Health Care

CDC Memo Reveals Troubling New Science On Delta Variant

A new CDC memo warns the Delta variant is as contagious as the chicken pox. It raises urgent new questions about what activities are safe.

CDC Memo Reveals Troubling New Science On Delta Variant
Susan Walsh / AP

"You don't screw around with this virus. This variant can kill you," Dr. Jonathan Reiner, professor of medicine and surgery at George Washington University, said.  

    “The war has changed” —that’s the latest warning from the CDC in a new document detailing the dangers of the Delta variant, which scientists now say spreads as easily as the chicken pox.  

The internal document, reported by multiple news outlets, changes what we thought we knew about COVID. Turns out, Delta is so contagious, even vaccinated people can still transmit the virus to others.

As for the vaccines, the science still shows they protect most people against severe COVID symptoms. And most of those cases are mild or asymptomatic. Hospitalizations and death are rare-about 5600 cases out of more than 162 million Americans who have been fully vaccinated.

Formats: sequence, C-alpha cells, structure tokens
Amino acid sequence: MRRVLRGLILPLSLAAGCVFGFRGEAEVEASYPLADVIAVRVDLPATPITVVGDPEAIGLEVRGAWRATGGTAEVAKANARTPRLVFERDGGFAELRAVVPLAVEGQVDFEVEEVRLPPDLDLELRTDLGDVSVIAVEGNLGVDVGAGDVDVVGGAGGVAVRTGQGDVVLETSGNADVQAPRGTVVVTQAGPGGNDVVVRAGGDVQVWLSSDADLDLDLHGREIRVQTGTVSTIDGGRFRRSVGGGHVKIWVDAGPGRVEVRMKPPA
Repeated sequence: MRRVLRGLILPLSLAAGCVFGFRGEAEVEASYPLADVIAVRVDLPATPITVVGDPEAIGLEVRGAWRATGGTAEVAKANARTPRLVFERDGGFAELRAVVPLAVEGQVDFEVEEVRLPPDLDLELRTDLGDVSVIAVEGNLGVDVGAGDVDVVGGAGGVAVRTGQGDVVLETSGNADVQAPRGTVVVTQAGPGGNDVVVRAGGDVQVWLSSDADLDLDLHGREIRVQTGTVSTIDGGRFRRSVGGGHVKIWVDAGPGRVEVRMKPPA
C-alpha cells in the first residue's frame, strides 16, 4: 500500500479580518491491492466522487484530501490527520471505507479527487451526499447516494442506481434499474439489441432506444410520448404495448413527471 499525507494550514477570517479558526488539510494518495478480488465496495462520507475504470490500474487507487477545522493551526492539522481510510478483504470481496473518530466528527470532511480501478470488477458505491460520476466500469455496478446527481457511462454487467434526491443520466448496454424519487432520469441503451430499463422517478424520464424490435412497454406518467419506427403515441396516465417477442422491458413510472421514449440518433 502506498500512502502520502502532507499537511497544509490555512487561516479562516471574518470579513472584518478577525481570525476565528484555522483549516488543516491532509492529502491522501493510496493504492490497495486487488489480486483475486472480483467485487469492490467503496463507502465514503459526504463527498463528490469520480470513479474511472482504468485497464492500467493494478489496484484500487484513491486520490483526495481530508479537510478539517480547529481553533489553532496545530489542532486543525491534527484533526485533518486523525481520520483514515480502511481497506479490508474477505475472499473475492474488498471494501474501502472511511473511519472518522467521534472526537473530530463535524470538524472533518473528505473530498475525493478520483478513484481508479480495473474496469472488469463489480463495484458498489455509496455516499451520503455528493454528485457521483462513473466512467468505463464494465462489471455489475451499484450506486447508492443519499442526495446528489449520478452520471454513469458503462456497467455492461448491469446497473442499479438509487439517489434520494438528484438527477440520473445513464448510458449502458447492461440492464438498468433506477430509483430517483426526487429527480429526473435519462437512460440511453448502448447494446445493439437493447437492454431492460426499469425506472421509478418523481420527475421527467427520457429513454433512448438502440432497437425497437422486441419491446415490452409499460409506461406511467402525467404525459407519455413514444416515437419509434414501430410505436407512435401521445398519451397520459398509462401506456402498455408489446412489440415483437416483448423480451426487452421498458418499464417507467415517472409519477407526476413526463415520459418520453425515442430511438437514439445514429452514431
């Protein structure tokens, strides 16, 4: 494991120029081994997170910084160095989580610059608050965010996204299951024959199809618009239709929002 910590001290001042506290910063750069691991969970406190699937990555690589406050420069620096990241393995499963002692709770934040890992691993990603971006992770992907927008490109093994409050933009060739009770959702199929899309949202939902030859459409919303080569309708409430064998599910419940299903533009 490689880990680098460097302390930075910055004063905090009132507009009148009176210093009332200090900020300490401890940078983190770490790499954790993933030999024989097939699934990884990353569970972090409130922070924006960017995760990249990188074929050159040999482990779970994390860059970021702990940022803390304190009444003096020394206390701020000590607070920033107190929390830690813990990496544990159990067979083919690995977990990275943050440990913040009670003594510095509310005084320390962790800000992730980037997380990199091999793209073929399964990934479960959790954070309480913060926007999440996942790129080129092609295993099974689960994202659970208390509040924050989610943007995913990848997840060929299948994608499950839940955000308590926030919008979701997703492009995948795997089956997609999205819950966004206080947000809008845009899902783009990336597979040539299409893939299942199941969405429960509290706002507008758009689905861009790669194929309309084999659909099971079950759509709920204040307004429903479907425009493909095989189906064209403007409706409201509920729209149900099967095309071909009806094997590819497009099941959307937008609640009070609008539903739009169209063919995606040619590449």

"It's truly not something that you see very frequently. And when I say rare, it's usually less than one percent," said Michelle Barron, senior medical director of infection prevention at UC Health.

The report also affirms the value of wearing masks. But urgent new questions are emerging about whether everyday activities are still safe. Like indoor dining and sending kids back to school, especially in districts with no mask mandate.  

"It is irresponsible to think that it's ok to bring people together and not care about people dying, people losing their lives," Broward County School Board Chair Rosalin Osgood told parents at a contentious school board meeting Thursday. 

The CDC director warning this week that the new science emerging is troubling.

"The viral load of the unvaccinated people is indistinguishable from the breakthrough infections from the vaccinated people," CDC Director Rochelle Walensky said Tuesday.